Is Justice Worth It? feat. Micah Bournes from World Relief on Vimeo.
At the 2013 Justice Conference in Philadelphia, Nicholas Wolterstorf said what ignited his fierce passion for justice was coming face-to-face with victims of injustice. Two encounters in particular changed everything for him: first, a meeting with South African blacks during Apartheid and the second with Christian Palestinians. He sensed it as a call from God and believed he would be disobedient to excuse himself by saying their suffering wasn’t his business.
I could relate. My own awakening to my call to justice started with similar encounters. At first, mine happened in books—more than one. But Half the Sky hit me with a force that became a point of no return. Real faces came next. I am haunted by the memory of scantily clad girls walking the cold night streets of Zurich; a young blond girl in the Amsterdam airport; an Asian girl—still a child—in Lyon, France. Then I had a conversation over coffee with two young American women who were trafficking survivors. Faces of all those women are seared into my memory. They keep my passion for justice alive.
Yet as powerfully disturbing and impossible to shake as those memories are, faces alone aren’t enough. It’s just too easy to get swallowed up in whatever pressing matter happens to be on my plate for today. Which is why this video, strong as it is, doesn’t go far enough.
Wolterstorf and Half the Church give deeper reasons for our call to justice. It’s hard to escape what God asks of me and why justice should remain high on my radar when the God I’m called to represent is a God of justice.
“For the LORD is a God of justice” (Isa 30:18); “The LORD works righteousness and justice for all the oppressed … the LORD secures justice for the poor and upholds the cause of the needy” (Psalm 103:6; 140:12).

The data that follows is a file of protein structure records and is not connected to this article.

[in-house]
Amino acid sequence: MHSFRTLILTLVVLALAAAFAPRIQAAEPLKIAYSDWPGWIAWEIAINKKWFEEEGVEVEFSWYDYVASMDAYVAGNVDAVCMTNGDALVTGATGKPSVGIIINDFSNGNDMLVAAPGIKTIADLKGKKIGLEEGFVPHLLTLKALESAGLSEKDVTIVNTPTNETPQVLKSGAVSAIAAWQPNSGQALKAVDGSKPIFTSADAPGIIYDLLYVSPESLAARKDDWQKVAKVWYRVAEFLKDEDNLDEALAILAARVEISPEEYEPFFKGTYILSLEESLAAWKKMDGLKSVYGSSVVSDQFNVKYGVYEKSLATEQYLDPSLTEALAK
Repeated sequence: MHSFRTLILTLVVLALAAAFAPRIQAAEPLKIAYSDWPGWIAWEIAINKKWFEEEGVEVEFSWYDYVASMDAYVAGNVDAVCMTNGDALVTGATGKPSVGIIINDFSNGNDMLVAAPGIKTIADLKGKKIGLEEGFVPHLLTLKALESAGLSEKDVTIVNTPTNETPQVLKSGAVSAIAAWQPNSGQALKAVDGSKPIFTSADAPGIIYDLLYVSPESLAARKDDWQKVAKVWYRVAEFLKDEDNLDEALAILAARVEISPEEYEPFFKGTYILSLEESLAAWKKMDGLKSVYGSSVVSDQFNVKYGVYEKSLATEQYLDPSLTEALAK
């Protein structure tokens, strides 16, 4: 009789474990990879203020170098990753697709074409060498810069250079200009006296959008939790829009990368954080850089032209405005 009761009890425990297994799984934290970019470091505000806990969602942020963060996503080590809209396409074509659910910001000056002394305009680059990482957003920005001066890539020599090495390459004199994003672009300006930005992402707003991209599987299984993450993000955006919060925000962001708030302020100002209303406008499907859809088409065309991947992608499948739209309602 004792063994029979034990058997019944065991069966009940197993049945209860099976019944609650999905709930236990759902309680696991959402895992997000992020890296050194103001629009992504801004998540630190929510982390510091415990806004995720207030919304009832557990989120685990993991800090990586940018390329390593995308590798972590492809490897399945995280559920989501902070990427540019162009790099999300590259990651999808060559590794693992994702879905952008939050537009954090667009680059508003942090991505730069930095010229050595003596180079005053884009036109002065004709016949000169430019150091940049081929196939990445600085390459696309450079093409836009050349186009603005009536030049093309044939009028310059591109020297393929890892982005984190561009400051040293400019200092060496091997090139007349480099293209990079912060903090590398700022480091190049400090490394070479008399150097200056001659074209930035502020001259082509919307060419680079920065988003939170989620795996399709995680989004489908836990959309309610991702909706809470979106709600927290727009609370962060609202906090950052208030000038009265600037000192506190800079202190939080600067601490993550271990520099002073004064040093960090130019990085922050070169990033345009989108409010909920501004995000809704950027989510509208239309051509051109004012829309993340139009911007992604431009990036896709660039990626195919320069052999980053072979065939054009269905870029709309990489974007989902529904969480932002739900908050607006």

Hard to escape what it means to follow Jesus when I observe how he reached out to the poor, the hungry, the marginalized, and the suffering and I witness his heart for justice.
“The Spirit of the Lord is on me, because he has anointed me to preach good news to the poor. He has sent me to proclaim freedom for the prisoners and recovery of sight for the blind, to release the oppressed, to proclaim the year of the Lord’s favor” (Luke 4:18-19).
The roots of social justice run deep—deep into the human soul’s ability to be moved with compassion for the suffering and with indignation over evil; deep into God’s heart for justice in his world, and central to Jesus’ mission in “reconciling all things to himself.”
Christian critics and skeptics question the church’s renewed commitment to social justice. They may challenge the notion that social justice is the necessary outworking of Jesus’ Gospel. They may predict (and I’ve heard them do this) that social justice is just another passing fad, that the current enthusiasm for social justice in evangelical circles will eventually run its course. The church will lose interest and move on to whatever new big idea comes next.
I pray we prove them wrong and that one day they’ll find themselves joining us in this Kingdom battle.